Cite this asParadžik MT, Andrić D, Drenjančević D, Talapko J (2017) The First Evidence of Epidemic Strain Clostridium Difficile (027/NAP1/BI) in Eastern Croatia. J Clin Microbiol Biochem Technol 3(1): 014-016. DOI: 10.17352/jcmbt.000019
A case of the first evidence of epidemic strain Clostridium difficile (027/NAP1 (BI) in a patient in Slavonia region (Eastern Croatia) is presented. Clostridium difficile infection presents the leading cause of the antibiotic-associated nosocomial diarrhea and colitis in the industrialized world. PCR-ribotype 027 is a hypervirulent strain with great epidemic potential and since 2005 spread to European countries. A study published in 2011 years did not prove the presence of ribotype 027 in Croatia.
Clostridium difficile is a Gram-positive spore-forming anaerobe that can be found in the stomach and the intestines of healthy people. There are two forms of C. difficile bacteria – an active form that cannot survive in the environment for long periods of time and the dominant form, a spore, which can survive for a long period of time. Spores are very difficult to remove from surfaces and therefore can contaminate the environment by living on them for weeks to months. Spores cause infection after they have been ingested and have germinated into the active form of C. difficile. When the normal flora of the intestinal tract is disrupted (e.g. with antibiotics), C. difficile can multiply and produce toxins that cause mild to very severe diarrhea known as Clostridium difficile infection or CDI [1,2].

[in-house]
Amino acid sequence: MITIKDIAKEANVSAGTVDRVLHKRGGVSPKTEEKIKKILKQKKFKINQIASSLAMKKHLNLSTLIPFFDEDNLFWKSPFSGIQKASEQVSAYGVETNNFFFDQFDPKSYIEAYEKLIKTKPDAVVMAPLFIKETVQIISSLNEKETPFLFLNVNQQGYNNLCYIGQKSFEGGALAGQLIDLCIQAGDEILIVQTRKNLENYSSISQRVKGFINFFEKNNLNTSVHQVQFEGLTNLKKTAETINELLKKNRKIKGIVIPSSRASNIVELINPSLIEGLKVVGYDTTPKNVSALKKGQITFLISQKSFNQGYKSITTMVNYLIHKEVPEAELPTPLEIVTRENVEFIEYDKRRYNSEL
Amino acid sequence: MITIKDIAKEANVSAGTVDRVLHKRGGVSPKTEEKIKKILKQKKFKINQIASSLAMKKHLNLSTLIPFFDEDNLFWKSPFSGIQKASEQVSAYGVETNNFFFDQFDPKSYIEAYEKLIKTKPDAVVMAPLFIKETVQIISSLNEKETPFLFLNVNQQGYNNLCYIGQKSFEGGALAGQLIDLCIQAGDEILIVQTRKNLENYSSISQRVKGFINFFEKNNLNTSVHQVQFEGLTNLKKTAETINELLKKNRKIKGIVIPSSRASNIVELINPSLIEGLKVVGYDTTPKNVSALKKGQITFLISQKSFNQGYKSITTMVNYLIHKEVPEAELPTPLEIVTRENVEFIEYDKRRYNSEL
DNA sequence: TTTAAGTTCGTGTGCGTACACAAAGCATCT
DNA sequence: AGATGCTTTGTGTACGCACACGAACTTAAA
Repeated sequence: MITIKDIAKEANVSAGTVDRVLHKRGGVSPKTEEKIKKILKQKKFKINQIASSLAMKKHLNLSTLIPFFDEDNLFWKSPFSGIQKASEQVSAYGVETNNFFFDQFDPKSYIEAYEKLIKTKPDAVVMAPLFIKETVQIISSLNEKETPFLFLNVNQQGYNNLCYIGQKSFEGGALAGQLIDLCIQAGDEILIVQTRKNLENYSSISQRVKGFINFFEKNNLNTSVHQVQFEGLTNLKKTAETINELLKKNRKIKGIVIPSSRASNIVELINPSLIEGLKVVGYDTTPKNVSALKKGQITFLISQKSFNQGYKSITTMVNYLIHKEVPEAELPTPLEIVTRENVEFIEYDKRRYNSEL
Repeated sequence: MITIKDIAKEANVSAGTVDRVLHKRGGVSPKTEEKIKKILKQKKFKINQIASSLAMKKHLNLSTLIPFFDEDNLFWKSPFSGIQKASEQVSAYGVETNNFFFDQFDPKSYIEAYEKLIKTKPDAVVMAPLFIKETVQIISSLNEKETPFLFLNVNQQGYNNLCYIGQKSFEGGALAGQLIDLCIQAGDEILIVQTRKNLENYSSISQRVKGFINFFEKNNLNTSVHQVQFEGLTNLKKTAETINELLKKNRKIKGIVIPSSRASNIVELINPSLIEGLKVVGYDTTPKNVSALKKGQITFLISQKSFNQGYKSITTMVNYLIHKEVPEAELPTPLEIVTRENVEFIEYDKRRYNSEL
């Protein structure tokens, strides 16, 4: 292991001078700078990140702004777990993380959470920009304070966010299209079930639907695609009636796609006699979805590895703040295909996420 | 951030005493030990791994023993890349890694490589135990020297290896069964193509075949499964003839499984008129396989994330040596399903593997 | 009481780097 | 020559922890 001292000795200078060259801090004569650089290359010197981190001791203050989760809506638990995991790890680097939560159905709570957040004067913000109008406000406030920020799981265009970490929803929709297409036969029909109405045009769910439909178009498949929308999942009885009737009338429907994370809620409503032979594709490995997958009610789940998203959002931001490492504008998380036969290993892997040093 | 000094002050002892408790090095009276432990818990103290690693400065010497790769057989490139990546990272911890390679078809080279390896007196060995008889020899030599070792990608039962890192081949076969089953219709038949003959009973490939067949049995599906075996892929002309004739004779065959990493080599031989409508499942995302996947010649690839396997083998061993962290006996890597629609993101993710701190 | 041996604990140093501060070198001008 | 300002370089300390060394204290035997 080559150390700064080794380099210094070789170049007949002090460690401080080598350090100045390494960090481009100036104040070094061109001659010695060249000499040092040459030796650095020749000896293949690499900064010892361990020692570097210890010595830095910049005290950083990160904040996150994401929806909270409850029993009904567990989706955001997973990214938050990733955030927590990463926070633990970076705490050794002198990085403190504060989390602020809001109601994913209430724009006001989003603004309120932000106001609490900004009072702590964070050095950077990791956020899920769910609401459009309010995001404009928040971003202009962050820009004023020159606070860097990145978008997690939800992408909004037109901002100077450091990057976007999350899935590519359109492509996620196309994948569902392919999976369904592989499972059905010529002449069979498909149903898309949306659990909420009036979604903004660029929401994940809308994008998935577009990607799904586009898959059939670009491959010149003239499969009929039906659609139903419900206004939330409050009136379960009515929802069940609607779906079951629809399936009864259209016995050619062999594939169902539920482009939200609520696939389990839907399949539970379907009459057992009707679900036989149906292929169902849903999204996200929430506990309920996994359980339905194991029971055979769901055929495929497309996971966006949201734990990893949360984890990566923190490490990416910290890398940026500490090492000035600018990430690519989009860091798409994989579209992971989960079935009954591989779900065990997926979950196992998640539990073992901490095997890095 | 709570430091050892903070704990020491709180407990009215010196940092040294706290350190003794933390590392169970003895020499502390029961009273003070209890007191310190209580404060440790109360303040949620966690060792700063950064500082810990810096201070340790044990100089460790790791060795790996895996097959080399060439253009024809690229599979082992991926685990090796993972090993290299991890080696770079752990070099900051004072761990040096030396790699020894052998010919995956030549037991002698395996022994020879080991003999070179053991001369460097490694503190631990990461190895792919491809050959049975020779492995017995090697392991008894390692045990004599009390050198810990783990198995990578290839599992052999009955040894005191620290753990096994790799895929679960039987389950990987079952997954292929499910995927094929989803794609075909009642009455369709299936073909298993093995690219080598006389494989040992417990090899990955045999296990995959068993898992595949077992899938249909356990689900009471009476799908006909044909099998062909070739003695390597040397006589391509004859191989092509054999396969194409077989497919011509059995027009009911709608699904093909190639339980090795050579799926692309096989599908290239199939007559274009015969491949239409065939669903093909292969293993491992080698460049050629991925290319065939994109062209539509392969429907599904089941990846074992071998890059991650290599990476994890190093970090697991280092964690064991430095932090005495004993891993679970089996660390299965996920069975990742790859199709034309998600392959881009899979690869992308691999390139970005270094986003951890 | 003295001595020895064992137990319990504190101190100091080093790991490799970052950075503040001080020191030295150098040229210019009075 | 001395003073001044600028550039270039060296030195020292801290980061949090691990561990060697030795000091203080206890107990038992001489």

Clostridium difficile infection is prevalent in health-care facilities and presents the leading cause of the antibiotic-associated nosocomial diarrhea and colitis in the industrialized world. Less often, it is acquired in the community from an unknown source. The main risk factors for developing CDI are advanced age, (over 65 years), with comorbidity and the previous use of antibiotics. Administration of the broad-spectrum antibiotics leads to the elimination of the healthy microflora of the gut, followed by the loss of colonization resistance, which may allow microbes such as C. difficile to colonize, adhere and replicate to levels that cause disease [2,3]. According to the Centre for Disease Control (CDC), 1 in 20 hospitalized patients will acquire a health care-associated infection, and while most health care-associated infections such as methicillin-resistant Staphylococcus aureus are decreasing, C. difficile rates continue to rise rapidly .